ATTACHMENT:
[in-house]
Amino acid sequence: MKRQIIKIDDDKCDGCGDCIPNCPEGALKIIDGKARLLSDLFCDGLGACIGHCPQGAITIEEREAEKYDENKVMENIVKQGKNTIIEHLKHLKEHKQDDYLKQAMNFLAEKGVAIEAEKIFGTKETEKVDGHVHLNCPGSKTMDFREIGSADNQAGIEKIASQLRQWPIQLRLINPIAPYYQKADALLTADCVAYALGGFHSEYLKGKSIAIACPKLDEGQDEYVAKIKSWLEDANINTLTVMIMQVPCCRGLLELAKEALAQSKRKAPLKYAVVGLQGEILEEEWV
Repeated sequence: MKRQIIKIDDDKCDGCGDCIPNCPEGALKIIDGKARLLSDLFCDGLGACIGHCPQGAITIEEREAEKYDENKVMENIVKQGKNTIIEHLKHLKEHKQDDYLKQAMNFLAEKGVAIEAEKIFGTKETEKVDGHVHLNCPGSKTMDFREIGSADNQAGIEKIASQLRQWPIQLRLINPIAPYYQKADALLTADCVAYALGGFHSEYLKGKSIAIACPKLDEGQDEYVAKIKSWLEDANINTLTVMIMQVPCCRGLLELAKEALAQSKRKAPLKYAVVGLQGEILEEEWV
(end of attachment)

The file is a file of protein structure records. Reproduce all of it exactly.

[in-house]
Amino acid sequence: MKRQIIKIDDDKCDGCGDCIPNCPEGALKIIDGKARLLSDLFCDGLGACIGHCPQGAITIEEREAEKYDENKVMENIVKQGKNTIIEHLKHLKEHKQDDYLKQAMNFLAEKGVAIEAEKIFGTKETEKVDGHVHLNCPGSKTMDFREIGSADNQAGIEKIASQLRQWPIQLRLINPIAPYYQKADALLTADCVAYALGGFHSEYLKGKSIAIACPKLDEGQDEYVAKIKSWLEDANINTLTVMIMQVPCCRGLLELAKEALAQSKRKAPLKYAVVGLQGEILEEEWV
Repeated sequence: MKRQIIKIDDDKCDGCGDCIPNCPEGALKIIDGKARLLSDLFCDGLGACIGHCPQGAITIEEREAEKYDENKVMENIVKQGKNTIIEHLKHLKEHKQDDYLKQAMNFLAEKGVAIEAEKIFGTKETEKVDGHVHLNCPGSKTMDFREIGSADNQAGIEKIASQLRQWPIQLRLINPIAPYYQKADALLTADCVAYALGGFHSEYLKGKSIAIACPKLDEGQDEYVAKIKSWLEDANINTLTVMIMQVPCCRGLLELAKEALAQSKRKAPLKYAVVGLQGEILEEEWV